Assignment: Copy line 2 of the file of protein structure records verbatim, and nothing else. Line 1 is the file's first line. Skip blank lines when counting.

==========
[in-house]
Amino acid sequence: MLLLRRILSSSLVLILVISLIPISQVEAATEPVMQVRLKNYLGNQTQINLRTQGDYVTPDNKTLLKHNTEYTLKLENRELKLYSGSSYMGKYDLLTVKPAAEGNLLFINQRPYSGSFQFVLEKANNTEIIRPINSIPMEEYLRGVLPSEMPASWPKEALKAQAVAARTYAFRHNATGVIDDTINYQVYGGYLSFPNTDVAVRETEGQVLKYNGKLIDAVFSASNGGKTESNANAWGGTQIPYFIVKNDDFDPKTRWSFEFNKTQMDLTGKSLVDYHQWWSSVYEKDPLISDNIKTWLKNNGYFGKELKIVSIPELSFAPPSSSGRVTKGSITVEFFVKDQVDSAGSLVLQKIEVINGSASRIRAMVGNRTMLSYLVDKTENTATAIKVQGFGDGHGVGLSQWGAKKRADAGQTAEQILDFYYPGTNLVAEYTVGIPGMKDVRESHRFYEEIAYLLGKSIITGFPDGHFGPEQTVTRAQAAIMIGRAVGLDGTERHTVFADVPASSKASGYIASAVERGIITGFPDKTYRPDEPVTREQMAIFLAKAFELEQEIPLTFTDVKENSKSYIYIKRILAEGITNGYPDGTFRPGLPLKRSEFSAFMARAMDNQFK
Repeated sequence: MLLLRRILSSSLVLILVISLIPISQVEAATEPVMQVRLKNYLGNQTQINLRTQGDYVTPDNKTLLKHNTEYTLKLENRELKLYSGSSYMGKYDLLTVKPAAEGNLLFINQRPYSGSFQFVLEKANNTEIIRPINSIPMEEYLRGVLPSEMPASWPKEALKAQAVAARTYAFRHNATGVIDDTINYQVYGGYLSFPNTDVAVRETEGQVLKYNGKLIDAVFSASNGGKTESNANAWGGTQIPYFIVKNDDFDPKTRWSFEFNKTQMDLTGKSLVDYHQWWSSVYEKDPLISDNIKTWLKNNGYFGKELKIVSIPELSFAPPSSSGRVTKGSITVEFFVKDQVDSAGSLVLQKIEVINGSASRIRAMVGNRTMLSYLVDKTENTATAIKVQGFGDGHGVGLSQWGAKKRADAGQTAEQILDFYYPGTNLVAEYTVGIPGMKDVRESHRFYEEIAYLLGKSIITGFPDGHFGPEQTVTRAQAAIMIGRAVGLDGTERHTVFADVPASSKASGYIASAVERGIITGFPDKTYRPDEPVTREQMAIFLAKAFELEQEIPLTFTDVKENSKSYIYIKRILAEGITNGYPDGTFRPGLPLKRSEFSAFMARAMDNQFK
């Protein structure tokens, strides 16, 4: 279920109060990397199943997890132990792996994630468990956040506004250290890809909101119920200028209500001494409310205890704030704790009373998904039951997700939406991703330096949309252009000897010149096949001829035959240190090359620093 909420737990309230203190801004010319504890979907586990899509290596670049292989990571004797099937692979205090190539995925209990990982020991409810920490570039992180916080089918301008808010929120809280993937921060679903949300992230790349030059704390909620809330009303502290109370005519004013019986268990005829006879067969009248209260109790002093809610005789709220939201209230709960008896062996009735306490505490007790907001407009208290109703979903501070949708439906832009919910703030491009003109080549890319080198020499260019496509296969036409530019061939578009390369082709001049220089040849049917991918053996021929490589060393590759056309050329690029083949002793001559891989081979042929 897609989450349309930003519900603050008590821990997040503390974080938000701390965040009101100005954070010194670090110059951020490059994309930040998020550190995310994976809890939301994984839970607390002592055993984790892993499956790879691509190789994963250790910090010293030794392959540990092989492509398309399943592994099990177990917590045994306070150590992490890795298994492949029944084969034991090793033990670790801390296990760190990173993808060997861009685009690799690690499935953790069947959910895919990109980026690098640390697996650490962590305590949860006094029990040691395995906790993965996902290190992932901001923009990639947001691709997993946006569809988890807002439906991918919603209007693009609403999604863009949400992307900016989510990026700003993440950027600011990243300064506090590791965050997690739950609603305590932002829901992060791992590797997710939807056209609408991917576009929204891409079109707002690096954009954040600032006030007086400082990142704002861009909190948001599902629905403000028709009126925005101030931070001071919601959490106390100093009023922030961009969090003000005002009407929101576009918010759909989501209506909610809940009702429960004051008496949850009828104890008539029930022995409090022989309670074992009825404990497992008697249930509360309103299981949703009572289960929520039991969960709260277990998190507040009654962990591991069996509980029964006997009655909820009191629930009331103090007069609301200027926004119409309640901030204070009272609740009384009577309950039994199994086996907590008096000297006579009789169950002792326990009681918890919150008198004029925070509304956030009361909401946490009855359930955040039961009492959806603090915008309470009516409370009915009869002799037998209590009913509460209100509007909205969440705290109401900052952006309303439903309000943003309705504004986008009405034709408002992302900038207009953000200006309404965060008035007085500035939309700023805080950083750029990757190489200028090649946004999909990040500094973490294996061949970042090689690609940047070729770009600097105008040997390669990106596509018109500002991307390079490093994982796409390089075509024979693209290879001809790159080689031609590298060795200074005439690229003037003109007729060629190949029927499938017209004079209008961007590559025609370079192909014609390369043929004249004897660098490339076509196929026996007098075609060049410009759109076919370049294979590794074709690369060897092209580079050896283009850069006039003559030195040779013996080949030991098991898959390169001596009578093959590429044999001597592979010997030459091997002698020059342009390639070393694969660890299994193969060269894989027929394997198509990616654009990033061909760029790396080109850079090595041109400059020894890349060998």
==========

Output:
Amino acid sequence: MLLLRRILSSSLVLILVISLIPISQVEAATEPVMQVRLKNYLGNQTQINLRTQGDYVTPDNKTLLKHNTEYTLKLENRELKLYSGSSYMGKYDLLTVKPAAEGNLLFINQRPYSGSFQFVLEKANNTEIIRPINSIPMEEYLRGVLPSEMPASWPKEALKAQAVAARTYAFRHNATGVIDDTINYQVYGGYLSFPNTDVAVRETEGQVLKYNGKLIDAVFSASNGGKTESNANAWGGTQIPYFIVKNDDFDPKTRWSFEFNKTQMDLTGKSLVDYHQWWSSVYEKDPLISDNIKTWLKNNGYFGKELKIVSIPELSFAPPSSSGRVTKGSITVEFFVKDQVDSAGSLVLQKIEVINGSASRIRAMVGNRTMLSYLVDKTENTATAIKVQGFGDGHGVGLSQWGAKKRADAGQTAEQILDFYYPGTNLVAEYTVGIPGMKDVRESHRFYEEIAYLLGKSIITGFPDGHFGPEQTVTRAQAAIMIGRAVGLDGTERHTVFADVPASSKASGYIASAVERGIITGFPDKTYRPDEPVTREQMAIFLAKAFELEQEIPLTFTDVKENSKSYIYIKRILAEGITNGYPDGTFRPGLPLKRSEFSAFMARAMDNQFK